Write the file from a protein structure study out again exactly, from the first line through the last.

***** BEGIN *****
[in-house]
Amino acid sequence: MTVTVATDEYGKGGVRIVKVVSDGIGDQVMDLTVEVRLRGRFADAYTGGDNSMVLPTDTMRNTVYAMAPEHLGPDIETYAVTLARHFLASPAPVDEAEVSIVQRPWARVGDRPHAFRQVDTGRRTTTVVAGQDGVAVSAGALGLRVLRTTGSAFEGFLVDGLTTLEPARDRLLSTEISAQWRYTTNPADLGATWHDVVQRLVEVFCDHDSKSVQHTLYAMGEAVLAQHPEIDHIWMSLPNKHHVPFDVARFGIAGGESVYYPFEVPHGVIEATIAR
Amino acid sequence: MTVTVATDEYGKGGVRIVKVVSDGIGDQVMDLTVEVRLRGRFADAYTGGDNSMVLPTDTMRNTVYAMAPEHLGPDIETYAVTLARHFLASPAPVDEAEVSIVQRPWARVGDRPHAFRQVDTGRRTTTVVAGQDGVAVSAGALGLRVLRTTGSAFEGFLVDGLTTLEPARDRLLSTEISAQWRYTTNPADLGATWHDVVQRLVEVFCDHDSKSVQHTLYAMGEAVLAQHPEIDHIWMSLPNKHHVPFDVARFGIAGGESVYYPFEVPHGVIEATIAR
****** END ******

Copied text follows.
[in-house]
Amino acid sequence: MTVTVATDEYGKGGVRIVKVVSDGIGDQVMDLTVEVRLRGRFADAYTGGDNSMVLPTDTMRNTVYAMAPEHLGPDIETYAVTLARHFLASPAPVDEAEVSIVQRPWARVGDRPHAFRQVDTGRRTTTVVAGQDGVAVSAGALGLRVLRTTGSAFEGFLVDGLTTLEPARDRLLSTEISAQWRYTTNPADLGATWHDVVQRLVEVFCDHDSKSVQHTLYAMGEAVLAQHPEIDHIWMSLPNKHHVPFDVARFGIAGGESVYYPFEVPHGVIEATIAR
Amino acid sequence: MTVTVATDEYGKGGVRIVKVVSDGIGDQVMDLTVEVRLRGRFADAYTGGDNSMVLPTDTMRNTVYAMAPEHLGPDIETYAVTLARHFLASPAPVDEAEVSIVQRPWARVGDRPHAFRQVDTGRRTTTVVAGQDGVAVSAGALGLRVLRTTGSAFEGFLVDGLTTLEPARDRLLSTEISAQWRYTTNPADLGATWHDVVQRLVEVFCDHDSKSVQHTLYAMGEAVLAQHPEIDHIWMSLPNKHHVPFDVARFGIAGGESVYYPFEVPHGVIEATIAR